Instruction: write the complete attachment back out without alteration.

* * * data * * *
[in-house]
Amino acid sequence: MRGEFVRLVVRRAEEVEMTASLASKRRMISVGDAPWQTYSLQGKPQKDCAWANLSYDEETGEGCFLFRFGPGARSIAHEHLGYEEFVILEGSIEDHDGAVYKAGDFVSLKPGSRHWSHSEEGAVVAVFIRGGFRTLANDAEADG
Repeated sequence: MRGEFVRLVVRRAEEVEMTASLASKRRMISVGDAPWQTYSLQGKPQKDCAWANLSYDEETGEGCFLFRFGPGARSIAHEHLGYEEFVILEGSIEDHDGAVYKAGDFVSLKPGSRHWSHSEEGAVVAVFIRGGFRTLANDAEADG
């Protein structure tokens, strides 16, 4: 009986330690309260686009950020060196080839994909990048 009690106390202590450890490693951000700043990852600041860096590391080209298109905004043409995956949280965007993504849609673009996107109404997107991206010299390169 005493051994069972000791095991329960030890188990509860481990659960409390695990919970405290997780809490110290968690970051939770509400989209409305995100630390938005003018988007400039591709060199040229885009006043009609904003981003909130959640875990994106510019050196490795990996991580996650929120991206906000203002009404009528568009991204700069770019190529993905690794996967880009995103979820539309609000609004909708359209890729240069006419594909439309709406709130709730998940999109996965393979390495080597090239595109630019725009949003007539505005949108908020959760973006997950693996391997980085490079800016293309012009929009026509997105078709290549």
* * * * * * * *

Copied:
[in-house]
Amino acid sequence: MRGEFVRLVVRRAEEVEMTASLASKRRMISVGDAPWQTYSLQGKPQKDCAWANLSYDEETGEGCFLFRFGPGARSIAHEHLGYEEFVILEGSIEDHDGAVYKAGDFVSLKPGSRHWSHSEEGAVVAVFIRGGFRTLANDAEADG
Repeated sequence: MRGEFVRLVVRRAEEVEMTASLASKRRMISVGDAPWQTYSLQGKPQKDCAWANLSYDEETGEGCFLFRFGPGARSIAHEHLGYEEFVILEGSIEDHDGAVYKAGDFVSLKPGSRHWSHSEEGAVVAVFIRGGFRTLANDAEADG
């Protein structure tokens, strides 16, 4: 009986330690309260686009950020060196080839994909990048 009690106390202590450890490693951000700043990852600041860096590391080209298109905004043409995956949280965007993504849609673009996107109404997107991206010299390169 005493051994069972000791095991329960030890188990509860481990659960409390695990919970405290997780809490110290968690970051939770509400989209409305995100630390938005003018988007400039591709060199040229885009006043009609904003981003909130959640875990994106510019050196490795990996991580996650929120991206906000203002009404009528568009991204700069770019190529993905690794996967880009995103979820539309609000609004909708359209890729240069006419594909439309709406709130709730998940999109996965393979390495080597090239595109630019725009949003007539505005949108908020959760973006997950693996391997980085490079800016293309012009929009026509997105078709290549």